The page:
Autoimmune disease advocacy calls on medical aid providers to #CoverMyCondition

Autoimmune diseases affect around 2.5 million South Africans. File Picture

Autoimmune diseases affect around 2.5 million South Africans. File Picture

Published Dec 14, 2023


The #CoverMyCondition campaign is advocating for medical aid providers to not disrupt treatment for advanced therapies, to cover conditions in 2024 to the same level as in 2023 on medical aid plans, and to give clarity as to what will be covered so that the uncertainty and fear of people living with autoimmune diseases can be addressed.

The patient-led campaign was launched to address the impending changes in medical aid pricing for 2024 that could profoundly impact people battling severe cases of autoimmune diseases like rheumatoid arthritis.

Autoimmune diseases affect around 2.5 million South Africans.

Campaign director, Chris Roets said these diseases do not receive the same level of attention often given to tuberculosis, Aids, cancer, respiratory, or cardiovascular diseases.

“The treatment journey for many people living with autoimmune diseases is a long and frustrating one; even diagnosing many of these conditions is tedious due to limited access to expensive diagnostic tests and a lack of awareness of these diseases among many primary healthcare providers.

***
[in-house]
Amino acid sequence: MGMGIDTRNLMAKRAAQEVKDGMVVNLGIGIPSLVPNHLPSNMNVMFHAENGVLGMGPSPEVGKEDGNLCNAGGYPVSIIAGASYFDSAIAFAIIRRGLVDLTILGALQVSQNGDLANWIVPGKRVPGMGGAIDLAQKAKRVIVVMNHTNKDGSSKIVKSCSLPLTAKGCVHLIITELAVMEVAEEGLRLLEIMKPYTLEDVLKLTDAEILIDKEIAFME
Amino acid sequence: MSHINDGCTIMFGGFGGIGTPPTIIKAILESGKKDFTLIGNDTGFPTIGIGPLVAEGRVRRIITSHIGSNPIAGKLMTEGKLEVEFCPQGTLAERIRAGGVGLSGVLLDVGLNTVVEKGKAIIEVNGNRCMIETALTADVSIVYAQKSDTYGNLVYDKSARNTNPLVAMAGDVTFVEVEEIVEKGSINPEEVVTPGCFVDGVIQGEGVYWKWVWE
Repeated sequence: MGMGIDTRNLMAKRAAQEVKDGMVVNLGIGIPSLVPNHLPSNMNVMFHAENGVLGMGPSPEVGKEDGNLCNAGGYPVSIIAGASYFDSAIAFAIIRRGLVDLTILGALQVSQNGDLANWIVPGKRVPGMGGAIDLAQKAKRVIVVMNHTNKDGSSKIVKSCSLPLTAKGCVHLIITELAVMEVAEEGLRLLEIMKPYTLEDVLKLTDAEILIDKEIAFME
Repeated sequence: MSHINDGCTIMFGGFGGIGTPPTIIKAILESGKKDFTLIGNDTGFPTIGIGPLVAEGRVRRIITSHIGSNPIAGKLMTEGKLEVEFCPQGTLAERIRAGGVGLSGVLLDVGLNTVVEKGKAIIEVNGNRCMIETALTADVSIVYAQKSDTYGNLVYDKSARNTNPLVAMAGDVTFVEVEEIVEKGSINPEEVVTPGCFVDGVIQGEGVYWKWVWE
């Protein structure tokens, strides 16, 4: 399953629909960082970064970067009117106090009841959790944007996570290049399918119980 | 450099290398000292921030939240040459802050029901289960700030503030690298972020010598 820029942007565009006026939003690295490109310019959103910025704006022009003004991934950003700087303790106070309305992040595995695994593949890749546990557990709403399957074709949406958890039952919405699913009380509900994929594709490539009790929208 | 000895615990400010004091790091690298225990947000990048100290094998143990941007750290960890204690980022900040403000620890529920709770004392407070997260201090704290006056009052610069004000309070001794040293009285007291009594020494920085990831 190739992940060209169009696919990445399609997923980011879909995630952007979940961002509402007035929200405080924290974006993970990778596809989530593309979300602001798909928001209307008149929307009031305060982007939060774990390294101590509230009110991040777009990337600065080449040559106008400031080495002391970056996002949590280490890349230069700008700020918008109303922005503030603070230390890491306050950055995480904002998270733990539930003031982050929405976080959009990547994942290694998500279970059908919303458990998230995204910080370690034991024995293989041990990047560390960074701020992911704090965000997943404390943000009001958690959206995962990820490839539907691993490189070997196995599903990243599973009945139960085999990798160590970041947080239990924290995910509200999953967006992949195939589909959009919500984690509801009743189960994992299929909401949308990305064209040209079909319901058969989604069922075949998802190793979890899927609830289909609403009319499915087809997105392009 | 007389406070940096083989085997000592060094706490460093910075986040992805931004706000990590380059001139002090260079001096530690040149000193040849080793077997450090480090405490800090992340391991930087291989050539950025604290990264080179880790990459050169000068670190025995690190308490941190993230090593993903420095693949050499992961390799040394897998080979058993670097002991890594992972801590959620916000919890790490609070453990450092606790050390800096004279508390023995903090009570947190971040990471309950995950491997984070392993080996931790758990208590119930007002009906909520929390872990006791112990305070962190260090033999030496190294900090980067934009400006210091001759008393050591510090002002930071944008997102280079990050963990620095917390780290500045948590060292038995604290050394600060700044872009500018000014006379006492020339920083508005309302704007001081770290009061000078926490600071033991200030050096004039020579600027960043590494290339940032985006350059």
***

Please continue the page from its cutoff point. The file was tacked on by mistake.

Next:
“Finally, when one gets a treatment protocol that controls the symptoms, it is life-changing,” he said.

However, Roets said medical aid providers were changing the way they cover some of these medications, leaving people with one of three options: upgrade to an even more expensive medical aid plan, find thousands of rands to cover the co-payment for the medication, or switch medications.

“Switching medications is not that simple, as many people living with autoimmune diseases spend years finding a solution, often trialling many different treatment options that keep their symptoms at bay,” Roets explained.

The consequences of disrupting treatments that finally work stretch far beyond being simple and cheaper than staying on a treatment protocol. The costs may involve failing more treatment options, going through further diagnostic tests, and the psychological impact of taking away the hope of a life in sustained remission.

The campaign is advocating that people who cannot afford to upgrade to top-tier medical aid plans, be given the same cover and access to the ongoing treatment that they received in 2023.

“Individuals who have gone through the prescribed protocols and qualify for advanced treatment should not be denied treatment,” Roets said.